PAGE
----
EGU General Assembly 2023
© Author(s) 2023. This work is distributed under
the Creative Commons Attribution 4.0 License.

Deep learning of systematic sea ice model errors from data assimilation increments

William Gregory1, Mitchell Bushuk2, Alistair Adcroft1,2, and Yongfei Zhang1
William Gregory et al.
  • 1Atmospheric and Oceanic Sciences Program, Princeton University, Princeton, United States of America
  • 2National Oceanic and Atmospheric Administration, Geophysical Fluid Dynamics Laboratory, Princeton, United States of America

Data assimilation is often viewed as a framework for correcting short-term error growth in dynamical climate model forecasts. When viewed on the time scales of climate however, these short-term corrections, or analysis increments, closely mirror the systematic bias patterns of the dynamical model. In this work, we show that Convolutional Neural Networks (CNNs) can be used to learn a mapping from model state variables to analysis increments, thus promoting the feasibility of a data-driven model parameterization which predicts state-dependent model errors. We showcase this problem using an ice-ocean data assimilation system within the fully coupled Seamless system for Prediction and EArth system Research (SPEAR) model at the Geophysical Fluid Dynamics Laboratory (GFDL), which assimilates satellite observations of sea ice concentration. The CNN then takes inputs of data assimilation forecast states and tendencies, and makes predictions of the corresponding sea ice concentration increments. Specifically, the inputs are sea ice concentration, sea-surface temperature, ice velocities, ice thickness, net shortwave radiation, ice-surface skin temperature, and sea-surface salinity. We show that the CNN is able to make skilful predictions of the increments, particularly between December and February in both the Arctic and Antarctic, with average daily spatial pattern correlations of 0.72 and 0.79, respectively. Initial investigation of implementation of the CNN into the fully coupled SPEAR model shows that the CNN can reduce biases in retrospective seasonal sea ice forecasts by emulating a data assimilation system, further suggesting that systematic sea ice biases could be reduced in a free-running climate simulation.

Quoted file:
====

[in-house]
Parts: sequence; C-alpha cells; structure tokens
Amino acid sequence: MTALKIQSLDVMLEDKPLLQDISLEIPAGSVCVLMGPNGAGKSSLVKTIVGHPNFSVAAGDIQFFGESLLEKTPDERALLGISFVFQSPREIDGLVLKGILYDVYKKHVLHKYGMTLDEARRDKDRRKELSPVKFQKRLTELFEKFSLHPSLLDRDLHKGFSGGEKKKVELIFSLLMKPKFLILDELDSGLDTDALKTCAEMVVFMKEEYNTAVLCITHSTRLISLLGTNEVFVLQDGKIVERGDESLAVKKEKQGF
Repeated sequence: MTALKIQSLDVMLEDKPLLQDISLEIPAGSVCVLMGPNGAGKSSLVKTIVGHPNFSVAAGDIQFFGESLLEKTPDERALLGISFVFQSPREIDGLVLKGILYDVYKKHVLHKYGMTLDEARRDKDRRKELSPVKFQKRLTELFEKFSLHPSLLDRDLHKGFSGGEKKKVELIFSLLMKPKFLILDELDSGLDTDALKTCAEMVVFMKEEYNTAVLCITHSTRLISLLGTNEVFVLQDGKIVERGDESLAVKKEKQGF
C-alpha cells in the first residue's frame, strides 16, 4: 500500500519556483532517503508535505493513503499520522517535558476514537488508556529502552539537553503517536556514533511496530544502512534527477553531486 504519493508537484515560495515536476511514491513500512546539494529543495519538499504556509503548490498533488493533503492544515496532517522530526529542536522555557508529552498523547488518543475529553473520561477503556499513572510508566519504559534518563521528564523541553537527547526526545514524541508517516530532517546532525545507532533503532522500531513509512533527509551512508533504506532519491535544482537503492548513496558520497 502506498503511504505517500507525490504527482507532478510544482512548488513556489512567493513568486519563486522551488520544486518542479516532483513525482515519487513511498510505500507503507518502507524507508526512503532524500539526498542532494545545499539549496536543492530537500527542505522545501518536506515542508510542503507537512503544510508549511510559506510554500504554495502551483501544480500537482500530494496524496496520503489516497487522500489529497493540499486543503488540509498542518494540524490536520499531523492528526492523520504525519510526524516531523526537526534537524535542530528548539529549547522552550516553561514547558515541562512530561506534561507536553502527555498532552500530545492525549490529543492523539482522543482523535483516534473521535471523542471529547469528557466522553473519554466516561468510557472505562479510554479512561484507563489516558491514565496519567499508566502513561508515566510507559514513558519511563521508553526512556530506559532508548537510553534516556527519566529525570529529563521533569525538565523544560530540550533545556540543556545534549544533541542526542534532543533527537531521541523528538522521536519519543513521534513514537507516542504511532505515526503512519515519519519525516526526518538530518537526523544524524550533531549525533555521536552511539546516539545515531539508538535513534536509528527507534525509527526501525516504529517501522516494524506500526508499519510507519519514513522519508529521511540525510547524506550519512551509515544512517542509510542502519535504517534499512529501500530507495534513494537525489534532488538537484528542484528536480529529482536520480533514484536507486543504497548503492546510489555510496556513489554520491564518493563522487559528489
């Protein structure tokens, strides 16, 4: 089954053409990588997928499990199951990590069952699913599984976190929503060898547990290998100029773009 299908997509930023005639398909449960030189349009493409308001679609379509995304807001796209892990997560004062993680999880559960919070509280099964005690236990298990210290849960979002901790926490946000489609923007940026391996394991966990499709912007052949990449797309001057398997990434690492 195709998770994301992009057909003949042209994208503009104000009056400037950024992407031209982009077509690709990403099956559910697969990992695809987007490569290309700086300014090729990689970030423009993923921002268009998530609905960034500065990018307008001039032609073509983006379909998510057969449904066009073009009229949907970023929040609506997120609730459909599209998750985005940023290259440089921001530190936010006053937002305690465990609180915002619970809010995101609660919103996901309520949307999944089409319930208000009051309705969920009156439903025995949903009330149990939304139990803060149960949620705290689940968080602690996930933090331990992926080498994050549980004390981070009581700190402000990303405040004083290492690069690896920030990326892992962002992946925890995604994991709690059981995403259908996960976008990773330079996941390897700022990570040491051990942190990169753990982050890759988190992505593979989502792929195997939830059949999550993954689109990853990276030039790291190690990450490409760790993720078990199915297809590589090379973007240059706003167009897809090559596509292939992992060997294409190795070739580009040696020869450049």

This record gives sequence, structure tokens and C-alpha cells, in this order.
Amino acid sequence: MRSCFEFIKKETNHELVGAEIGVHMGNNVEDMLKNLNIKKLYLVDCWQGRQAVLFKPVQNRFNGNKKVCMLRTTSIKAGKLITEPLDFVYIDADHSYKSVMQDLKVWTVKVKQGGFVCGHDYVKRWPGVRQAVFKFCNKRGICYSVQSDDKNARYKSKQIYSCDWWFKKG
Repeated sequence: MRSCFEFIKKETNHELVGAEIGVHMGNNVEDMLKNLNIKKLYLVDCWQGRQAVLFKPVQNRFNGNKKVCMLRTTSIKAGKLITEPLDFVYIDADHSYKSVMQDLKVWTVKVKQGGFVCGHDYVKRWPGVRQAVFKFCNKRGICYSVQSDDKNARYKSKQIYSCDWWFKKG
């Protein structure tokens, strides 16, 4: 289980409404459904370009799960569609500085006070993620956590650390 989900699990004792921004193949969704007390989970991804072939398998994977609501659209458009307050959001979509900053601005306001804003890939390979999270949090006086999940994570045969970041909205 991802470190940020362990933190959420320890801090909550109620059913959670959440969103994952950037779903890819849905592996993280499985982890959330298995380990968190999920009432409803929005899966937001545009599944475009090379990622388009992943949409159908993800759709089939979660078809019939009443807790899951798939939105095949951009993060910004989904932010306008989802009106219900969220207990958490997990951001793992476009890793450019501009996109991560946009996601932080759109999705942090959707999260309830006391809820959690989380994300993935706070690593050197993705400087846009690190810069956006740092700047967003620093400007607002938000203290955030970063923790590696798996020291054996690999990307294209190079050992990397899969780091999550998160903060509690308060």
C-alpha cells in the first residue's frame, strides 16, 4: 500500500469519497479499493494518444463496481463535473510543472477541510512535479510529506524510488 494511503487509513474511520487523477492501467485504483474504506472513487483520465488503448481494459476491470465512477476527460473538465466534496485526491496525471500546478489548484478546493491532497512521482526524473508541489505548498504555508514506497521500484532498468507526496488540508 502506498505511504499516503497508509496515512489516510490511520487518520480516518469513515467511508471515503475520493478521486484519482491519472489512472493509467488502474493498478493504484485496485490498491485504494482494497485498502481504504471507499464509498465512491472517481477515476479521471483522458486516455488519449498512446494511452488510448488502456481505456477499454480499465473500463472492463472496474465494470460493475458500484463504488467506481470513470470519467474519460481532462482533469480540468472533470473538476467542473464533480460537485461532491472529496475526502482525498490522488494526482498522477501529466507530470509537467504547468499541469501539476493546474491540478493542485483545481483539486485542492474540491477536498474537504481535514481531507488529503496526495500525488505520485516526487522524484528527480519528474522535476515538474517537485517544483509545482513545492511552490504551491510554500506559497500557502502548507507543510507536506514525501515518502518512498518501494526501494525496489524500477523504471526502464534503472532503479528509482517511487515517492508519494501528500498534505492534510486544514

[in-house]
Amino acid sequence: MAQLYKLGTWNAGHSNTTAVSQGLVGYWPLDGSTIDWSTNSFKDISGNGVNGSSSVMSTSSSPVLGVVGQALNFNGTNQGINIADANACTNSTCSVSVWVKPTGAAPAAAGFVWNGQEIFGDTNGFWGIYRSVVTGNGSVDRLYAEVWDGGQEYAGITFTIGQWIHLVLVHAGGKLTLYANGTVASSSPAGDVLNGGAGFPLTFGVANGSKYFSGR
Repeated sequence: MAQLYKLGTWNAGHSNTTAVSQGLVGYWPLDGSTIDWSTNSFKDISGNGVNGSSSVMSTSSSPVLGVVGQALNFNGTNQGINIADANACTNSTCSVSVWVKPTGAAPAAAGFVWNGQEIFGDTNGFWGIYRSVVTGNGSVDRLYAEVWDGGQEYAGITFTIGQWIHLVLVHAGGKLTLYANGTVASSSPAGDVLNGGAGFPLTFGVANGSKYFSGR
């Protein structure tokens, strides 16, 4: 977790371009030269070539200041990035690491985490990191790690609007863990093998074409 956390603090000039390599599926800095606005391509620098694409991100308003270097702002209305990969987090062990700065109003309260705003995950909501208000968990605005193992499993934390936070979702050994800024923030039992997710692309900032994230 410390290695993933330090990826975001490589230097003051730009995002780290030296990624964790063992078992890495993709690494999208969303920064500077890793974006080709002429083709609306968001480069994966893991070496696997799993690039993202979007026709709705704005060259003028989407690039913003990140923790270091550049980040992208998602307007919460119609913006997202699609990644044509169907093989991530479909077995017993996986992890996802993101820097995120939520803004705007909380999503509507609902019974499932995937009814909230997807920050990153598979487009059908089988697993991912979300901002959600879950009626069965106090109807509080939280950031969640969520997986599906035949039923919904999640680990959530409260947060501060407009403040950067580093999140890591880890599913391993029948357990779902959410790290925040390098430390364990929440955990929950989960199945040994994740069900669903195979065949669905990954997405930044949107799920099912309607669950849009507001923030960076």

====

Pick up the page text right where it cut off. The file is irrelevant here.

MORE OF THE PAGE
How to cite: Gregory, W., Bushuk, M., Adcroft, A., and Zhang, Y.: Deep learning of systematic sea ice model errors from data assimilation increments, EGU General Assembly 2023, Vienna, Austria, 24–28 Apr 2023, EGU23-10351,, 2023.